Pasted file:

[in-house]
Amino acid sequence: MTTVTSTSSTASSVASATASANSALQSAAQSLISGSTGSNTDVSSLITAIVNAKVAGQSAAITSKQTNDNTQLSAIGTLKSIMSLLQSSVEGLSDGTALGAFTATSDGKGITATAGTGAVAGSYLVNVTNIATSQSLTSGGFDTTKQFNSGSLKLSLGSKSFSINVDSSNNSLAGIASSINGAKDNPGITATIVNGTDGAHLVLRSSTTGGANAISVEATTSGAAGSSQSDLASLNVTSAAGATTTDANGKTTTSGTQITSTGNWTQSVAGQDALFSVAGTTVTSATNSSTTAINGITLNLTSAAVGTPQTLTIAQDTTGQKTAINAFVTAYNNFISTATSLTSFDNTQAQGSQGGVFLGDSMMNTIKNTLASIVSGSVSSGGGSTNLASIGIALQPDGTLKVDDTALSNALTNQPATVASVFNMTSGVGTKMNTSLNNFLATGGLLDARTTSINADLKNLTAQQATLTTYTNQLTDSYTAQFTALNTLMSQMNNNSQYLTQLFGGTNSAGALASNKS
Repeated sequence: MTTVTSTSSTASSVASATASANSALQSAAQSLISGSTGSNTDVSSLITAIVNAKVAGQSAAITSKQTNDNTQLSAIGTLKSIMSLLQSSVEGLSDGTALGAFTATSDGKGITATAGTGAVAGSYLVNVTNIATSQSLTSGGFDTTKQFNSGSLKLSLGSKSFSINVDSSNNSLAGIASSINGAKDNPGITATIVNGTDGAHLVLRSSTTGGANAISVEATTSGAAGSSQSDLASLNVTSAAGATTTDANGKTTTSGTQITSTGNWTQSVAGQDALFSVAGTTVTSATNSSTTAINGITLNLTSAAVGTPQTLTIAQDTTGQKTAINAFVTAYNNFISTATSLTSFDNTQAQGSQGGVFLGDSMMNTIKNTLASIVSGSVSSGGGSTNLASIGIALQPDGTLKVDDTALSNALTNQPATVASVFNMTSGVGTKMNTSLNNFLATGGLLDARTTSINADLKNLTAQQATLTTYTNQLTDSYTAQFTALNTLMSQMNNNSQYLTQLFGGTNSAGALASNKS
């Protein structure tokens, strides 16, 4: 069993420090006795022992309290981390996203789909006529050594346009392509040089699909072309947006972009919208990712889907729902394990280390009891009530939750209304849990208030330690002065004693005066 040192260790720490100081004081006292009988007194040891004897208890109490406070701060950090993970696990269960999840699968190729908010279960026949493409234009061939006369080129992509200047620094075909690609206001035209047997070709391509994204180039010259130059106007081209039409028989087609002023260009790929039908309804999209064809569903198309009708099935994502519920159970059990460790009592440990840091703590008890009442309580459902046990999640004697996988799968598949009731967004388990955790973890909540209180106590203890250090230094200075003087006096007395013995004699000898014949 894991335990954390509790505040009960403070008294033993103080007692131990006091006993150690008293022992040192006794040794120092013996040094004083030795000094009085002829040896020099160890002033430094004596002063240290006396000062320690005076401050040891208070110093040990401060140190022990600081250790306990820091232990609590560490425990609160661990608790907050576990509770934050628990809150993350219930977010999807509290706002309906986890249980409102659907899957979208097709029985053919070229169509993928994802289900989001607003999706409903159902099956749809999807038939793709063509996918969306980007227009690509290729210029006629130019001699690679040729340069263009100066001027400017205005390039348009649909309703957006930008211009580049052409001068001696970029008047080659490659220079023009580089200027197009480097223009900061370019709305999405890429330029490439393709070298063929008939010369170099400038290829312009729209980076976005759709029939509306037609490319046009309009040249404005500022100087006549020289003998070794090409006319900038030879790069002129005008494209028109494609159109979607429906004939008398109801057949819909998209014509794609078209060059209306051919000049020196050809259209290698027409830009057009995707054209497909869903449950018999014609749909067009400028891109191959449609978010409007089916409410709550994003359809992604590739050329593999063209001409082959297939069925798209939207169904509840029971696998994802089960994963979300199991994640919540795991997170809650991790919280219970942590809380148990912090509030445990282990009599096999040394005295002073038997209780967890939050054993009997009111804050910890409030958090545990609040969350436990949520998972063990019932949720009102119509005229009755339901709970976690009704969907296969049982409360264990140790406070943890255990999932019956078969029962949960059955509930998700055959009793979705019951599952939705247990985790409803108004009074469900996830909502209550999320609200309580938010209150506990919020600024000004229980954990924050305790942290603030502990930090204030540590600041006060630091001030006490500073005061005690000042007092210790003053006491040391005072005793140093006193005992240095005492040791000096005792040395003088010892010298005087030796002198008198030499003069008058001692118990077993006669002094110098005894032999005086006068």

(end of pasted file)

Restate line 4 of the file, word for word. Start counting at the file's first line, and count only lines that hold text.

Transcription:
């Protein structure tokens, strides 16, 4: 069993420090006795022992309290981390996203789909006529050594346009392509040089699909072309947006972009919208990712889907729902394990280390009891009530939750209304849990208030330690002065004693005066 040192260790720490100081004081006292009988007194040891004897208890109490406070701060950090993970696990269960999840699968190729908010279960026949493409234009061939006369080129992509200047620094075909690609206001035209047997070709391509994204180039010259130059106007081209039409028989087609002023260009790929039908309804999209064809569903198309009708099935994502519920159970059990460790009592440990840091703590008890009442309580459902046990999640004697996988799968598949009731967004388990955790973890909540209180106590203890250090230094200075003087006096007395013995004699000898014949 894991335990954390509790505040009960403070008294033993103080007692131990006091006993150690008293022992040192006794040794120092013996040094004083030795000094009085002829040896020099160890002033430094004596002063240290006396000062320690005076401050040891208070110093040990401060140190022990600081250790306990820091232990609590560490425990609160661990608790907050576990509770934050628990809150993350219930977010999807509290706002309906986890249980409102659907899957979208097709029985053919070229169509993928994802289900989001607003999706409903159902099956749809999807038939793709063509996918969306980007227009690509290729210029006629130019001699690679040729340069263009100066001027400017205005390039348009649909309703957006930008211009580049052409001068001696970029008047080659490659220079023009580089200027197009480097223009900061370019709305999405890429330029490439393709070298063929008939010369170099400038290829312009729209980076976005759709029939509306037609490319046009309009040249404005500022100087006549020289003998070794090409006319900038030879790069002129005008494209028109494609159109979607429906004939008398109801057949819909998209014509794609078209060059209306051919000049020196050809259209290698027409830009057009995707054209497909869903449950018999014609749909067009400028891109191959449609978010409007089916409410709550994003359809992604590739050329593999063209001409082959297939069925798209939207169904509840029971696998994802089960994963979300199991994640919540795991997170809650991790919280219970942590809380148990912090509030445990282990009599096999040394005295002073038997209780967890939050054993009997009111804050910890409030958090545990609040969350436990949520998972063990019932949720009102119509005229009755339901709970976690009704969907296969049982409360264990140790406070943890255990999932019956078969029962949960059955509930998700055959009793979705019951599952939705247990985790409803108004009074469900996830909502209550999320609200309580938010209150506990919020600024000004229980954990924050305790942290603030502990930090204030540590600041006060630091001030006490500073005061005690000042007092210790003053006491040391005072005793140093006193005992240095005492040791000096005792040395003088010892010298005087030796002198008198030499003069008058001692118990077993006669002094110098005894032999005086006068």